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Sort by: Showing all of 5 Customer Reviews
  • Posted January 26, 2010

    Ghostbread by Sonja Livingston

    This memoir brings a new dimension to the genre. It opens giant doorways to understanding children who are raised in poverty and neglect and their chances for survival. The author paints pictures of heartbreaking events that the reader can digest in small, delicate doses. There is much to be learned by listening to the voice of the child and the heart of the woman.

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  • Posted December 27, 2009

    more from this reviewer

    This book fed me well

    With lyrical beauty, Sonja Livingston's Ghostbread describes growing up with a flighty mother and a slew of brothers and sisters in upstate New York. While the book deals with Livingston's struggles with poverty and an emotionally imbalanced mother, it is more about celebration than sadness. It is about a diverse cast of characters who inform and feed young Sonja, each in their own ways. It is about the wonder and magic and mystery of childhood, about the little moments that can be so poignant in retrospect, and about the things that people have when they don't have much.

    I loved the way Livingston fed me her life in bite-sized morsels, each short chapter giving me the taste of a new thought or image. At times funny, at times bittersweet, it was always compelling, and all-in-all a beautiful and satisfying book.

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  • Posted December 18, 2009


    Sonja Livingston's Ghostbread bears witness to the experience of childhood poverty and seeks, in its understated epilogue, to make sense of why some may escape while others do not.

    This memoir is divided up into 122 very short chapters, each only 1-2 pages, and each able to hold its own as a bit of flash nonfiction. This form lends itself equally well to sporadic sampling or an all-night reading-fest.

    But what I enjoy most about this memoir is the poetic grace of Livingston's phrases and descriptions. You can turn to any page, pick any random sentence, and discover something to admire. For example, Livingston writes that, in her childhood church, "candles glowed and smelled like rain as they melted. The balsam of sacramental oils mixed with the sad scent of prayers trapped and beating against the rafters. The windows leaked light..." Wow. And she skillfully and quietly characterizes her own mother through her love of birds: "That she was in love with all things winged was perhaps the most solid thing to be said about her."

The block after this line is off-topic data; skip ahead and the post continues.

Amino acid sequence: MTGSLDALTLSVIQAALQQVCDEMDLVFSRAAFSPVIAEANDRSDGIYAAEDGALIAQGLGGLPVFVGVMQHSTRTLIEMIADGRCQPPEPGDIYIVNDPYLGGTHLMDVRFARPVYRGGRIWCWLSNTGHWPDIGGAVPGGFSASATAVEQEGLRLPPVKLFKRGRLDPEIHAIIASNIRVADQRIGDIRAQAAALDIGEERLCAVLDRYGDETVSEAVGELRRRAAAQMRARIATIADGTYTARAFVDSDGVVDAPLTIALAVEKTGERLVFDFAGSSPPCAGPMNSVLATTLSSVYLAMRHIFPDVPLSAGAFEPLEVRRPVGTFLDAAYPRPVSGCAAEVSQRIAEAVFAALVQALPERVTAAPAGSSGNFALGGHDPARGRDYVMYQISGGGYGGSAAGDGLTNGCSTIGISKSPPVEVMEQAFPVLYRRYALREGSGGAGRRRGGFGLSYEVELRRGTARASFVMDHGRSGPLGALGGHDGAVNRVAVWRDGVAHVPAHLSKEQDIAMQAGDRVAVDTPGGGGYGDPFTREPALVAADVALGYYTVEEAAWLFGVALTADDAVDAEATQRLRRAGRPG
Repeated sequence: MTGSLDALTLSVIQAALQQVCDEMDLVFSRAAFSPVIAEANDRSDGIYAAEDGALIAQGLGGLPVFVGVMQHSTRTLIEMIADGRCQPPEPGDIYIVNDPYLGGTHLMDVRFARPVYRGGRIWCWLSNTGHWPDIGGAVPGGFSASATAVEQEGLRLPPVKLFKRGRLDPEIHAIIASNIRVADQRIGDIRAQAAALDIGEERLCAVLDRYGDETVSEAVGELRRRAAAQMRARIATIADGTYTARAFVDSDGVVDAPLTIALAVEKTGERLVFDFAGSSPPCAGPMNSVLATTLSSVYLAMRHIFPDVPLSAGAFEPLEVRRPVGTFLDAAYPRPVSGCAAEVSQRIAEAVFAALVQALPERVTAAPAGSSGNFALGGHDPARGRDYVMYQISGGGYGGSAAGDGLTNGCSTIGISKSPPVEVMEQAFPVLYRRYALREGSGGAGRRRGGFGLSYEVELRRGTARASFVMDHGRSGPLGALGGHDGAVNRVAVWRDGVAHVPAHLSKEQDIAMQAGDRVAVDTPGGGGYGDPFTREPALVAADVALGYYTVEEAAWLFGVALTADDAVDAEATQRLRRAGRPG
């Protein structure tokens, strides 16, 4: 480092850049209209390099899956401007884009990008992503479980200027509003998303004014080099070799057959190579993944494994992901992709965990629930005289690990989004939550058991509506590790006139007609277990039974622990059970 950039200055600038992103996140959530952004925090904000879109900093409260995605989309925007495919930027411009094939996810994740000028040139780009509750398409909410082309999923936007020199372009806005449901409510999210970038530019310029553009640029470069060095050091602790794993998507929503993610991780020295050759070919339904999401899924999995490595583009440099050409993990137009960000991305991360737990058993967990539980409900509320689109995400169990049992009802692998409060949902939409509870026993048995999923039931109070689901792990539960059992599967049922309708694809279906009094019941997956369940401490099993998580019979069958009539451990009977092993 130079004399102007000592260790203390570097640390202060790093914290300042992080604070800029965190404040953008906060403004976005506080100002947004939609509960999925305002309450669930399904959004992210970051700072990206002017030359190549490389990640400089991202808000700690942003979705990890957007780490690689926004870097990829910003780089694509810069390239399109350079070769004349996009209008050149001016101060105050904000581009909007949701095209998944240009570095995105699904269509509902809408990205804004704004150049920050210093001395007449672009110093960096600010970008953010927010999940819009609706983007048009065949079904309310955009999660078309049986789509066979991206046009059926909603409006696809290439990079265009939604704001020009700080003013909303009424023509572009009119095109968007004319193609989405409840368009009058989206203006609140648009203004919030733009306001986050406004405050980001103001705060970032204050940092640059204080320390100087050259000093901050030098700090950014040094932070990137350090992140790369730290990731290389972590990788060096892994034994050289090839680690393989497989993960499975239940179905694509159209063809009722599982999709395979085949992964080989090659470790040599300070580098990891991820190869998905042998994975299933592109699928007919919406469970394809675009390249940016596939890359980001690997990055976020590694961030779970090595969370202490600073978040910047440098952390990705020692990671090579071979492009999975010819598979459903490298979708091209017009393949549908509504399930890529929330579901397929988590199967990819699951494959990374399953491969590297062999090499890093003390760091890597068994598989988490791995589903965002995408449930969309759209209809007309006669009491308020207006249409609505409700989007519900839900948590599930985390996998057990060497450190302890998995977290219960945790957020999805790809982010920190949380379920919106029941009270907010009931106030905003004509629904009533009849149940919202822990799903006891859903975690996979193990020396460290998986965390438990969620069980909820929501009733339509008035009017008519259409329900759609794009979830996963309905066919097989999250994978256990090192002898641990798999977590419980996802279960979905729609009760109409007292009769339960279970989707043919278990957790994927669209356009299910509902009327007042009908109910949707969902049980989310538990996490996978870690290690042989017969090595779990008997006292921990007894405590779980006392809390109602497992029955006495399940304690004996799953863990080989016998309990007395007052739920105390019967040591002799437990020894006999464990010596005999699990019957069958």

I'm planning on teaching from this book in my future creative writing classes. It was an incredible and unforgettable read!

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  • Posted December 10, 2009

    Ghostbread gets it right

    Writing about a deprived childhood is tricky. Too stoic, and the reader fails to engage. Too emotional and the reader smells self-pity. So the fact that Sonja Livingston is able to punch right through the shame and ache and hunger to the truth of such a childhood marks her as an emotionally smart and technically gifted writer. Livingston is even-handed in her depictions. She celebrates the good times, the strengths of her family members, and turns an observant child's eye on the hard times. For those who have lived through similar experiences, Livingston's descriptions of her early understanding of what it means to be poor-- "I looked into the black interior of the purse and began to see its emptiness as a weight to be carried"--will resonate. She gives a white-hot treatment of the effects of a childhood plagued by physical and emotional hunger and manages to capture, exactly, the child's view and wrap it in wise prose: "I worried about my hunger, that he might sense it in me, that I might forget myself and eat whatever he offered," and, "...the hungry always return to the very same hand. The hand they know. The one that cannot give." This is a book that will enlighten, will sensitize. With its thoughtful observations rendered in beautiful prose, Ghostbread is an important contribution to a problem America is often unwilling to admit it has: the widespread presence of families and children trapped, through no fault of its own, in a permanent underclass.

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  • Anonymous

    Posted December 13, 2013